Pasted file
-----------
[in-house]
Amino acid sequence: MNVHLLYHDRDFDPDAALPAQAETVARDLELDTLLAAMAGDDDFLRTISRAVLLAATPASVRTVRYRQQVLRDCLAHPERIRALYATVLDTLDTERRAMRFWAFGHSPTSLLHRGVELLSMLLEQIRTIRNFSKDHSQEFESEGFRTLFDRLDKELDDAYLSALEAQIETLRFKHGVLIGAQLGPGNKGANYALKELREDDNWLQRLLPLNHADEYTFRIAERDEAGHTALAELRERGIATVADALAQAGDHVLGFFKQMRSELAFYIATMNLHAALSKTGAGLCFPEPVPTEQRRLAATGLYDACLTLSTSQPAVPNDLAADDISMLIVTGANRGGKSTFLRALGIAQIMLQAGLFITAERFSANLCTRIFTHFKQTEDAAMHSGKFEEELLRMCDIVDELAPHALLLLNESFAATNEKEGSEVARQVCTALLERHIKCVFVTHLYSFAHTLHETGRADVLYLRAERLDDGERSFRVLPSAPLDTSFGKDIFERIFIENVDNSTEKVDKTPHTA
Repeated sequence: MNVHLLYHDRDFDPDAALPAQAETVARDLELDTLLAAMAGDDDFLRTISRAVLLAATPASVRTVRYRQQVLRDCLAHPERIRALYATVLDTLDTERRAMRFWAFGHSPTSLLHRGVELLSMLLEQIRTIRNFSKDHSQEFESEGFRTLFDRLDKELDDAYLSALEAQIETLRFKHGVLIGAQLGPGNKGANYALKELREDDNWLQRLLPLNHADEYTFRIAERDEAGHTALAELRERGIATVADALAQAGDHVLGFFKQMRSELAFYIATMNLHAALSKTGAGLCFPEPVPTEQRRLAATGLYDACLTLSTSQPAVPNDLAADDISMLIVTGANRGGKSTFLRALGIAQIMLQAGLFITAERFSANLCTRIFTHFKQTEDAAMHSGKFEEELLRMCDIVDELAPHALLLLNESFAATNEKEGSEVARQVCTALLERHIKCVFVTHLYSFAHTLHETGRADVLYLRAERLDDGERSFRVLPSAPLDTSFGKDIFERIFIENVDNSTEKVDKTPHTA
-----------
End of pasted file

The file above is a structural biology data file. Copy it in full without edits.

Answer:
[in-house]
Amino acid sequence: MNVHLLYHDRDFDPDAALPAQAETVARDLELDTLLAAMAGDDDFLRTISRAVLLAATPASVRTVRYRQQVLRDCLAHPERIRALYATVLDTLDTERRAMRFWAFGHSPTSLLHRGVELLSMLLEQIRTIRNFSKDHSQEFESEGFRTLFDRLDKELDDAYLSALEAQIETLRFKHGVLIGAQLGPGNKGANYALKELREDDNWLQRLLPLNHADEYTFRIAERDEAGHTALAELRERGIATVADALAQAGDHVLGFFKQMRSELAFYIATMNLHAALSKTGAGLCFPEPVPTEQRRLAATGLYDACLTLSTSQPAVPNDLAADDISMLIVTGANRGGKSTFLRALGIAQIMLQAGLFITAERFSANLCTRIFTHFKQTEDAAMHSGKFEEELLRMCDIVDELAPHALLLLNESFAATNEKEGSEVARQVCTALLERHIKCVFVTHLYSFAHTLHETGRADVLYLRAERLDDGERSFRVLPSAPLDTSFGKDIFERIFIENVDNSTEKVDKTPHTA
Repeated sequence: MNVHLLYHDRDFDPDAALPAQAETVARDLELDTLLAAMAGDDDFLRTISRAVLLAATPASVRTVRYRQQVLRDCLAHPERIRALYATVLDTLDTERRAMRFWAFGHSPTSLLHRGVELLSMLLEQIRTIRNFSKDHSQEFESEGFRTLFDRLDKELDDAYLSALEAQIETLRFKHGVLIGAQLGPGNKGANYALKELREDDNWLQRLLPLNHADEYTFRIAERDEAGHTALAELRERGIATVADALAQAGDHVLGFFKQMRSELAFYIATMNLHAALSKTGAGLCFPEPVPTEQRRLAATGLYDACLTLSTSQPAVPNDLAADDISMLIVTGANRGGKSTFLRALGIAQIMLQAGLFITAERFSANLCTRIFTHFKQTEDAAMHSGKFEEELLRMCDIVDELAPHALLLLNESFAATNEKEGSEVARQVCTALLERHIKCVFVTHLYSFAHTLHETGRADVLYLRAERLDDGERSFRVLPSAPLDTSFGKDIFERIFIENVDNSTEKVDKTPHTA